About This Chapter
Preparing for Speeches - Chapter Summary
This chapter can help you get ready to give speeches by going over various strategies and things to keep in mind when preparing, providing a thorough yet time-efficient look at the following:
- Forms of speeches
- Choosing pertinent support for your speech
- Conducting interviews for speech support
- Citing sources
- Developing and choosing the main points of a speech
- The supporting ideas of a speech
- Organizing a speech
- Patterns of organization
- Speaking outlines
- Speech introductions and conclusions
- Developing a speech's body
Though these topics may seem extensive, the dashboard feature will make it easy to stay organized by letting you check out your recent activity and progress through the chapter. While there, you'll also be able to explore links to pertinent practice quizzes and additional courses recommended specifically for you.
1. Types of Speeches: Informative, Persuasive, and Special Occasion
There are essentially three types of speeches public speakers use to influence their audience. In this lesson, we'll look at those three types of speeches and how each serves a different purpose.
2. Selecting Relevant Support for Your Speech
Supporting materials are the foundation of any good speech. This lesson shows you how to find the right type of supporting materials for the ideas and concepts in your speech!
3. How to Conduct an Interview for Speech Support
Conducting an interview for speech support is more than just asking a bunch of questions. In this lesson, you will learn about the techniques to prepare and conduct an interview. You will also learn how to best use your interview information for speech support.
4. Citing Sources While Researching for a Speech
Citing sources while researching for a speech is an important, yet overlooked skill. This skill can help you develop your speech and avoid plagiarism. Learn the tips and tricks for citing sources and researching in this lesson!
5. Developing & Selecting the Main Ideas of a Speech
The objective of a good speech is to persuade, inform or entertain an audience. To accomplish this, one must have a specific purpose for the speech. This is the main idea or thesis statement and it must be prevalent throughout the speech.
6. Supporting Ideas of a Speech: Development, Selection and Characteristics
When used appropriately, supporting ideas will help strengthen your speech and persuade your audience by giving it the depth needed to add clarity and credibility to your claims.
7. Speech Organization: Importance to Speaker & Audience
In speech writing, it is important to keep the information organized, which demonstrates credibility and makes the speech easier to comprehend. It starts with the main idea, the speech body and a compelling conclusion.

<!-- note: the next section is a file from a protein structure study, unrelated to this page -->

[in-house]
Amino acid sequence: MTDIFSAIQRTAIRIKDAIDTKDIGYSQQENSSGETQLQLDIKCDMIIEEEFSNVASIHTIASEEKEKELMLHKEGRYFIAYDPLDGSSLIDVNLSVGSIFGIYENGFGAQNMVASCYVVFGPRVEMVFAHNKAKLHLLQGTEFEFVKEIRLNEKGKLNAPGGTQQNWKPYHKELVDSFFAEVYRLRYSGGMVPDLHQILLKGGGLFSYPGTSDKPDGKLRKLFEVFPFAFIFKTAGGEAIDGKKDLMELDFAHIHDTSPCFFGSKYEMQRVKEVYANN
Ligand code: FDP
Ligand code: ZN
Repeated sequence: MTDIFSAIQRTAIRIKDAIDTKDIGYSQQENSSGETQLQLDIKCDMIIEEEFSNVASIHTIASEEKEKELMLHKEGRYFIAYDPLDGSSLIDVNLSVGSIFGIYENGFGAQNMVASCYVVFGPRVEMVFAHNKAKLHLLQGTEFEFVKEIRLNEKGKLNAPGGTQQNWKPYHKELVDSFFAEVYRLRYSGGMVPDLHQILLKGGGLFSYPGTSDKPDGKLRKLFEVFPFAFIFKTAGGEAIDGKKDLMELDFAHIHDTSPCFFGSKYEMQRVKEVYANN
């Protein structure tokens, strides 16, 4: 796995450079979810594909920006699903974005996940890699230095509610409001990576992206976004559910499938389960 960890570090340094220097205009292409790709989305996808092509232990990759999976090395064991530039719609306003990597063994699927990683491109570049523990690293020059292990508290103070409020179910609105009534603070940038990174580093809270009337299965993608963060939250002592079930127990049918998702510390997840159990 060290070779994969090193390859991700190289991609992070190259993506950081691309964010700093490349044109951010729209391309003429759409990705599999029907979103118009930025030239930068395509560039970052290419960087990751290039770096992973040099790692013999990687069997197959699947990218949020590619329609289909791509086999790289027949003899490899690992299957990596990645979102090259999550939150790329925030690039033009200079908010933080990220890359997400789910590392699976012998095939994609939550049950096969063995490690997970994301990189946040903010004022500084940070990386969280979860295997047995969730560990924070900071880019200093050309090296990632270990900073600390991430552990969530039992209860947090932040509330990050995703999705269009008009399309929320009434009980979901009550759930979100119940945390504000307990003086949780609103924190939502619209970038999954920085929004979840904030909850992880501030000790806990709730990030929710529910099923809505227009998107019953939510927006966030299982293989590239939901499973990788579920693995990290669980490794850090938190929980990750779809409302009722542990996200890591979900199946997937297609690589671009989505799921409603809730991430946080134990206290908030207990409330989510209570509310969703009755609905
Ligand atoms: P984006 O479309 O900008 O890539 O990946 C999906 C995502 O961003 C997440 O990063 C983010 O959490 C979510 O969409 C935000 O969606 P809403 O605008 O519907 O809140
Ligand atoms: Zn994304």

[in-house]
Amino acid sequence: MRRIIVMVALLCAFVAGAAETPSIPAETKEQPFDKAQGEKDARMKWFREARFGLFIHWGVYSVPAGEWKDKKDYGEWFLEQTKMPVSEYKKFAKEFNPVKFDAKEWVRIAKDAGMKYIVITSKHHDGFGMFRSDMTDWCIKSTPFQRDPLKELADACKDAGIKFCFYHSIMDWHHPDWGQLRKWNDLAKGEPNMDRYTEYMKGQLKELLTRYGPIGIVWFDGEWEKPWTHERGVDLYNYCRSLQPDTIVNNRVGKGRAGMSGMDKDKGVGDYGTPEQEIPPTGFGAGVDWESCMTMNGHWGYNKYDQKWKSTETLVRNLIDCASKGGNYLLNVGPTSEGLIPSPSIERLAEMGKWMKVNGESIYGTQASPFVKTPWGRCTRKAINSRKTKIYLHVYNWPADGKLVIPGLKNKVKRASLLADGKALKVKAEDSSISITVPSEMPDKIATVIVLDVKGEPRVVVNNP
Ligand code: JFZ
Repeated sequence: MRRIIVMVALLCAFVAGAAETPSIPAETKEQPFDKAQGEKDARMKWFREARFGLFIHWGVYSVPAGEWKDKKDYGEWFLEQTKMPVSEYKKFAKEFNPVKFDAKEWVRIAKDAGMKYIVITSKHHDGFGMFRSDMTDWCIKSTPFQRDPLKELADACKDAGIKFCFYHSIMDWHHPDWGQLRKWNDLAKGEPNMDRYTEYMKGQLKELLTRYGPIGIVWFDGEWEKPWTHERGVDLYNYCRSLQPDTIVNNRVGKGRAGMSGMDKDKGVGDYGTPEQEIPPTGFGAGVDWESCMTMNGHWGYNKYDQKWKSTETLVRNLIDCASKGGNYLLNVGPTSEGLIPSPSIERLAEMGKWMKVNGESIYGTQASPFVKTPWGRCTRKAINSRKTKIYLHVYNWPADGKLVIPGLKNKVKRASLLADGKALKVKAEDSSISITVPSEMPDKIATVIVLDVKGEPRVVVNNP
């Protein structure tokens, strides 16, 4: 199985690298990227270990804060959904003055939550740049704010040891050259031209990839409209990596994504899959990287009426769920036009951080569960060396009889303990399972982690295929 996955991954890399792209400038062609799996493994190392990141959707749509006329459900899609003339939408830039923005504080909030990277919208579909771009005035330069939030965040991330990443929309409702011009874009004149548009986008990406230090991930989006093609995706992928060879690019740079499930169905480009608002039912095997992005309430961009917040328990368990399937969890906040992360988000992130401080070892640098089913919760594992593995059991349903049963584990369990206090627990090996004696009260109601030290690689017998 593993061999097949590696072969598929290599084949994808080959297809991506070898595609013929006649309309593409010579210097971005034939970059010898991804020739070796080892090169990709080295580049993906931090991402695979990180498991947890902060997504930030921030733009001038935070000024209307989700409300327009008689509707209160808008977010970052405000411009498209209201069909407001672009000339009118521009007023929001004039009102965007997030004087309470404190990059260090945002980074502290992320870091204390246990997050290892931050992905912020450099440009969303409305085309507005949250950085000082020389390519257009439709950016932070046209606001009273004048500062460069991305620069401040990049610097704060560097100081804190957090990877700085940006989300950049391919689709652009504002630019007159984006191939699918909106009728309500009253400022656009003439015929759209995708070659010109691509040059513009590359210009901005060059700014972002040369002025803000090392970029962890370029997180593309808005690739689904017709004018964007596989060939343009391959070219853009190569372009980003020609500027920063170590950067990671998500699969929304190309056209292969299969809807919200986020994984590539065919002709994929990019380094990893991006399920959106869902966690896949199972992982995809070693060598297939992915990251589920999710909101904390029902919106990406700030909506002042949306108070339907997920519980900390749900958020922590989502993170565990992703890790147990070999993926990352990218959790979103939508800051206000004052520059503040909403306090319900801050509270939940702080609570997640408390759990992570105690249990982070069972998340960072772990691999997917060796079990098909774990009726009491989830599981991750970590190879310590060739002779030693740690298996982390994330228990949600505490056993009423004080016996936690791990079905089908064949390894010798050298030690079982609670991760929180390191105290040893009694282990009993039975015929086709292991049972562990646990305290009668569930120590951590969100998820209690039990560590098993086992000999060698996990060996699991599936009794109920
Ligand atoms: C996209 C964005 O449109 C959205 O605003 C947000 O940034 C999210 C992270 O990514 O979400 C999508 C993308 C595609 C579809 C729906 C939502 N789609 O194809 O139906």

8. Patterns of Organization for Informative Speeches
Informational speeches are designed to inform an audience about a topic. The information should be organized so it is clear, logical and easy to understand and follow. The pattern of organization depends greatly on the information presented.
9. Patterns of Organization for Persuasive Speeches
Organizing information for a persuasive speech will help to convince your audience of your point and keeps information flowing in a logical order. This can be done using a problem/solution order or Monroe's motivated sequence pattern.
10. Preparation & Speaking Outlines: Differences & Importance
In many public speaking classes you will be asked to create a preparation outline and a speaking outline. These outlines are important in the process of speech construction and delivery.
11. Speech Introductions: Role & Components
A speech introduction should give a good first impression, get your audience's attention, establish credibility, and prepare your audience for the content of the speech. In this lesson, you'll learn about the essential components of an introduction.
12. Developing the Body of a Speech: Outline & Principles
Developing the body of a speech can be a time-consuming process and a critical part of outlining. This lesson will help you understand the principles of outlining the body of your speech.
13. Speech Conclusions: Role & Components
The conclusion of your speech is the last thing the audience will hear. Therefore, it is important to understand the role and components of a conclusion.
Earning College Credit
Did you know… We have over 200 college courses that prepare you to earn credit by exam that is accepted by over 1,500 colleges and universities. You can test out of the first two years of college and save thousands off your degree. Anyone can earn credit-by-exam regardless of age or education level.
To learn more, visit our Earning Credit Page
Transferring credit to the school of your choice
Not sure what college you want to attend yet? Study.com has thousands of articles about every imaginable degree, area of study and career path that can help you find the school that's right for you.
Other chapters within the MTTC Speech (004): Practice & Study Guide course
- Human Communication Processes
- The Listening Process
- Understanding Verbal & Nonverbal Communication
- Elements of Interpersonal Communication
- Oral & Written Language Skills
- Writing Conventions
- Essential Elements of Speech & Discourse
- Communication in Small Groups & Teams
- Understanding & Responding to Presentations
- Interview Preparation & Strategies
- Public Speaking & Audience Analysis
- Using Visual Aids in Presentations
- Elements of Speech Delivery
- Vocal Production & Performance Basics
- History, Formats & Logic of Debates
- Ethical Communication
- Media Literacy
- Types & Influence of Mass Communication & Media
- Language Arts in Speech Communication Curriculum
- The Michigan Speech Communication Educator
- MTTC Speech Flashcards